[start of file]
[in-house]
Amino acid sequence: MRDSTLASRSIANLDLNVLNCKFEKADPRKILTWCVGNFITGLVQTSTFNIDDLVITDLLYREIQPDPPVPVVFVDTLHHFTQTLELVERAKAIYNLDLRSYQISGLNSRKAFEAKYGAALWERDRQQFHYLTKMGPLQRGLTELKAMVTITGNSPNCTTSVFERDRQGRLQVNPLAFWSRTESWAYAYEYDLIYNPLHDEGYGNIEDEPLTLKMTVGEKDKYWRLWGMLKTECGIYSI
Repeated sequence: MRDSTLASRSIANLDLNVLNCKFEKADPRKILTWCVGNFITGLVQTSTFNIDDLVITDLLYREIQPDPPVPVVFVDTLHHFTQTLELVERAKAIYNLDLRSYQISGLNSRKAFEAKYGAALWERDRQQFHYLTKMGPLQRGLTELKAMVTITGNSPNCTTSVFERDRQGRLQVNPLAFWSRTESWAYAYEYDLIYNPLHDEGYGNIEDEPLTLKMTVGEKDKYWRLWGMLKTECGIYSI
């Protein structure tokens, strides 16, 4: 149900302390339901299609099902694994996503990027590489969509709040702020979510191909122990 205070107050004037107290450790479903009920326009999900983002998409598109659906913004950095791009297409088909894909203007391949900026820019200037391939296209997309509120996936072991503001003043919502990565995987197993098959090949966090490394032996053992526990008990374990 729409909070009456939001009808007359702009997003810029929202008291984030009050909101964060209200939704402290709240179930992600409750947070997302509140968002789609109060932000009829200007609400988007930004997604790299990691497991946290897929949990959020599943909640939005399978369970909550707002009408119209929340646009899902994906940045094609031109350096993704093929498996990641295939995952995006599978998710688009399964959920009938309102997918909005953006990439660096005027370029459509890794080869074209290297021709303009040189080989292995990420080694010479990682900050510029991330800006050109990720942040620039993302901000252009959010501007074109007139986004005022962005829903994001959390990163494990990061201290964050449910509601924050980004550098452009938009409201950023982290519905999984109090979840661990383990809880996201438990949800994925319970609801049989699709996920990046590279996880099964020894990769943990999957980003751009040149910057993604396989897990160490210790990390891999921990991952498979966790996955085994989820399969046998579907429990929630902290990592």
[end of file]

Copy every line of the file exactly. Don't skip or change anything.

[in-house]
Amino acid sequence: MRDSTLASRSIANLDLNVLNCKFEKADPRKILTWCVGNFITGLVQTSTFNIDDLVITDLLYREIQPDPPVPVVFVDTLHHFTQTLELVERAKAIYNLDLRSYQISGLNSRKAFEAKYGAALWERDRQQFHYLTKMGPLQRGLTELKAMVTITGNSPNCTTSVFERDRQGRLQVNPLAFWSRTESWAYAYEYDLIYNPLHDEGYGNIEDEPLTLKMTVGEKDKYWRLWGMLKTECGIYSI
Repeated sequence: MRDSTLASRSIANLDLNVLNCKFEKADPRKILTWCVGNFITGLVQTSTFNIDDLVITDLLYREIQPDPPVPVVFVDTLHHFTQTLELVERAKAIYNLDLRSYQISGLNSRKAFEAKYGAALWERDRQQFHYLTKMGPLQRGLTELKAMVTITGNSPNCTTSVFERDRQGRLQVNPLAFWSRTESWAYAYEYDLIYNPLHDEGYGNIEDEPLTLKMTVGEKDKYWRLWGMLKTECGIYSI
């Protein structure tokens, strides 16, 4: 149900302390339901299609099902694994996503990027590489969509709040702020979510191909122990 205070107050004037107290450790479903009920326009999900983002998409598109659906913004950095791009297409088909894909203007391949900026820019200037391939296209997309509120996936072991503001003043919502990565995987197993098959090949966090490394032996053992526990008990374990 729409909070009456939001009808007359702009997003810029929202008291984030009050909101964060209200939704402290709240179930992600409750947070997302509140968002789609109060932000009829200007609400988007930004997604790299990691497991946290897929949990959020599943909640939005399978369970909550707002009408119209929340646009899902994906940045094609031109350096993704093929498996990641295939995952995006599978998710688009399964959920009938309102997918909005953006990439660096005027370029459509890794080869074209290297021709303009040189080989292995990420080694010479990682900050510029991330800006050109990720942040620039993302901000252009959010501007074109007139986004005022962005829903994001959390990163494990990061201290964050449910509601924050980004550098452009938009409201950023982290519905999984109090979840661990383990809880996201438990949800994925319970609801049989699709996920990046590279996880099964020894990769943990999957980003751009040149910057993604396989897990160490210790990390891999921990991952498979966790996955085994989820399969046998579907429990929630902290990592």